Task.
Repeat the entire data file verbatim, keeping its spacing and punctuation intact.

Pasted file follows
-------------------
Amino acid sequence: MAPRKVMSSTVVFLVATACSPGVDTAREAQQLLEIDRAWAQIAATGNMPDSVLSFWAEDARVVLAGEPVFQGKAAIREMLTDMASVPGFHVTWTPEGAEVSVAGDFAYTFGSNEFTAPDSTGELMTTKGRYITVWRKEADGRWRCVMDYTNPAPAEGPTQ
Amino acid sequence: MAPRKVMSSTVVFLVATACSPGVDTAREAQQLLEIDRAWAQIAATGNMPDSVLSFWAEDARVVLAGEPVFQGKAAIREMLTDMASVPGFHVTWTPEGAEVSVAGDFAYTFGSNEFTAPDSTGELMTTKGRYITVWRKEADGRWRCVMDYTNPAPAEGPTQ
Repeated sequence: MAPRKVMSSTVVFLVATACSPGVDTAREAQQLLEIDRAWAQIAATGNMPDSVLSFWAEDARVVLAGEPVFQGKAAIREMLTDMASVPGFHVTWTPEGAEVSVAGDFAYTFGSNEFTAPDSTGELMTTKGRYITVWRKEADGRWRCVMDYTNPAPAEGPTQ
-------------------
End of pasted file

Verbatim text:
Amino acid sequence: MAPRKVMSSTVVFLVATACSPGVDTAREAQQLLEIDRAWAQIAATGNMPDSVLSFWAEDARVVLAGEPVFQGKAAIREMLTDMASVPGFHVTWTPEGAEVSVAGDFAYTFGSNEFTAPDSTGELMTTKGRYITVWRKEADGRWRCVMDYTNPAPAEGPTQ
Amino acid sequence: MAPRKVMSSTVVFLVATACSPGVDTAREAQQLLEIDRAWAQIAATGNMPDSVLSFWAEDARVVLAGEPVFQGKAAIREMLTDMASVPGFHVTWTPEGAEVSVAGDFAYTFGSNEFTAPDSTGELMTTKGRYITVWRKEADGRWRCVMDYTNPAPAEGPTQ
Repeated sequence: MAPRKVMSSTVVFLVATACSPGVDTAREAQQLLEIDRAWAQIAATGNMPDSVLSFWAEDARVVLAGEPVFQGKAAIREMLTDMASVPGFHVTWTPEGAEVSVAGDFAYTFGSNEFTAPDSTGELMTTKGRYITVWRKEADGRWRCVMDYTNPAPAEGPTQ